so we don't have the strike for four
weeks,' the possible duration of the
open-ended general strike Solidarity
has scheduled to begin Tuesday.
The national tension of the past few
weeks reached a crescendo yesterday
morning with a wail of factory sirens
heralding the start of the strike. One
word - "Solidarity" -flashed across
television screens and appeared on fac-
tory walls alongside fluttering red-and-
white Polish flags.
THE HALF-DAY "warning" strike
by the Solidarity labor coalition went
off without incident or violence. But the
Soviet Union, whose troops are on ex-
tended Warsaw Pactsmaneuvers in
Poland, said the strike showed
Solidarity to be "anti-socialist and anti-
people."
PAP quoted Walesa as saying after
the meeting that he was hopeful "some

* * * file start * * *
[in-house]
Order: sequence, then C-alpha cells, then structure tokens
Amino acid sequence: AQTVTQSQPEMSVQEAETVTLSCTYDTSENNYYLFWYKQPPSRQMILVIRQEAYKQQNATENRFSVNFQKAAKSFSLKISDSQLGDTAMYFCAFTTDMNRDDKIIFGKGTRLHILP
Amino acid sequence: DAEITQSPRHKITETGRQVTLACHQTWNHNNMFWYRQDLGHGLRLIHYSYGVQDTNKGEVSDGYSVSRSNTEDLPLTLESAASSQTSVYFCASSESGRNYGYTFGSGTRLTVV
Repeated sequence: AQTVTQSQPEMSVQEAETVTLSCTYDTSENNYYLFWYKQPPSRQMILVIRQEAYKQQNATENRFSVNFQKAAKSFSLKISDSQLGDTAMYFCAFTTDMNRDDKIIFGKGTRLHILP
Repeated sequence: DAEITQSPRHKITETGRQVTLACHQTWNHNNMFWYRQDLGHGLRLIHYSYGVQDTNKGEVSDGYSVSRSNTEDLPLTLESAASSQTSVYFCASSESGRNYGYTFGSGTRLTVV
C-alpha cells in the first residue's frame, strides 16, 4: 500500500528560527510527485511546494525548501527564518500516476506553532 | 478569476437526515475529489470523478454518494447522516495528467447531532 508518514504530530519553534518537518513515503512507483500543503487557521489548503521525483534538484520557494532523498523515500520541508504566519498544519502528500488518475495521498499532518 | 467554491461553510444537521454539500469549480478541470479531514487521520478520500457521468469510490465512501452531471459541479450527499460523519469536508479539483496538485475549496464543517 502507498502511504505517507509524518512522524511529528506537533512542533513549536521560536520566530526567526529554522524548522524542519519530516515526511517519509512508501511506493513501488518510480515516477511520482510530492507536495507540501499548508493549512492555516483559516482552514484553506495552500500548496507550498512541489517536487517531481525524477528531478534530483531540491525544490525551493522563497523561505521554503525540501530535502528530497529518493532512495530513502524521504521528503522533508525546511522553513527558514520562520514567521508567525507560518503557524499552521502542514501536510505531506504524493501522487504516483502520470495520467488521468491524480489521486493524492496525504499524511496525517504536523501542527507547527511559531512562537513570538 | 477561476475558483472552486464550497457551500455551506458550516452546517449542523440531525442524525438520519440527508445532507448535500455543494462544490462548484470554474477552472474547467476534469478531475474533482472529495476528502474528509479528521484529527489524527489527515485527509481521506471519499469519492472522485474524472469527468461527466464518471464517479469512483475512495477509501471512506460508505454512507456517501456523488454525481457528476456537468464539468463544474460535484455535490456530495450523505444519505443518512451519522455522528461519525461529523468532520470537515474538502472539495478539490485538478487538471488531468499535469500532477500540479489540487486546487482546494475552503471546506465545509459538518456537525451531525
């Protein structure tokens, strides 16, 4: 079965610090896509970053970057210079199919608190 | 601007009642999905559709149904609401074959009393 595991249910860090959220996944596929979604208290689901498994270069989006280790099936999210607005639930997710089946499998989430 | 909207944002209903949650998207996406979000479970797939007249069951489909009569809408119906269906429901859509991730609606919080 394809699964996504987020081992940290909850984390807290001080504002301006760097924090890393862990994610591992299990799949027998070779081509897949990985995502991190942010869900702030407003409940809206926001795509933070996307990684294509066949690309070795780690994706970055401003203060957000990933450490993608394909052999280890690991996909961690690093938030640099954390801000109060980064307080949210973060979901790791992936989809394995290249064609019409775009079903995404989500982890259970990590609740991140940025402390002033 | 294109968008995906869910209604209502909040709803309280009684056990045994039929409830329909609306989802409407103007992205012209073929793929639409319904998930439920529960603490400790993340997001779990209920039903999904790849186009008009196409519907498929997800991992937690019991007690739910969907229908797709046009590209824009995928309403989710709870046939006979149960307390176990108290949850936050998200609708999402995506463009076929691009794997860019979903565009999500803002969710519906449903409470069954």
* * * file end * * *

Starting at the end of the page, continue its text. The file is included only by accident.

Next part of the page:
solutions which will be constructive"
would be reached when the talks recon-
vene today.
Rakowski was quoted by the agency
as saying, "I too am convinced that we
should do all we can to reach an
agreement which will restore order in
the country and eliminate this rather
dangerous conflict."
A state televison official was quoted
by Solidarity sources as saying the
government was prepared to withstand
a general strike for 30 days but after
that would "announce martial law."

Daily Photo by JIM KRUZ
SAGUARO PLANTS owner Richard Tuttle sits amid the flora and fauna at
his local greenery shop.

_.
g ,:

a ______________________

Space shuttle takes final test

INDIVIDUAL THEATRES
5th Ave a liberty 7617T00
-BARGAIN MATINEES-
WED.SAT. SUN $2.00 til 6 PM